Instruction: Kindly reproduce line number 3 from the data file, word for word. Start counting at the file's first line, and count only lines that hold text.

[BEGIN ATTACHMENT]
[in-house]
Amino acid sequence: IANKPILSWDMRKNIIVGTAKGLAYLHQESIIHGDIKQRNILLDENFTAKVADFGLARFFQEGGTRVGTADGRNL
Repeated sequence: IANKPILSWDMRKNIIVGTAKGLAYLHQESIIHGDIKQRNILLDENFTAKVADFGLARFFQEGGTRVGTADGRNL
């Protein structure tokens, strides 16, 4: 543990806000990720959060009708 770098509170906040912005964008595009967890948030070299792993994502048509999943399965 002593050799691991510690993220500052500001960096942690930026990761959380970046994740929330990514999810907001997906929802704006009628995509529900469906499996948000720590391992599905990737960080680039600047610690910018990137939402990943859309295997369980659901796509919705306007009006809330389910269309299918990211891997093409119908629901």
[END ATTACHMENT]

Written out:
Repeated sequence: IANKPILSWDMRKNIIVGTAKGLAYLHQESIIHGDIKQRNILLDENFTAKVADFGLARFFQEGGTRVGTADGRNL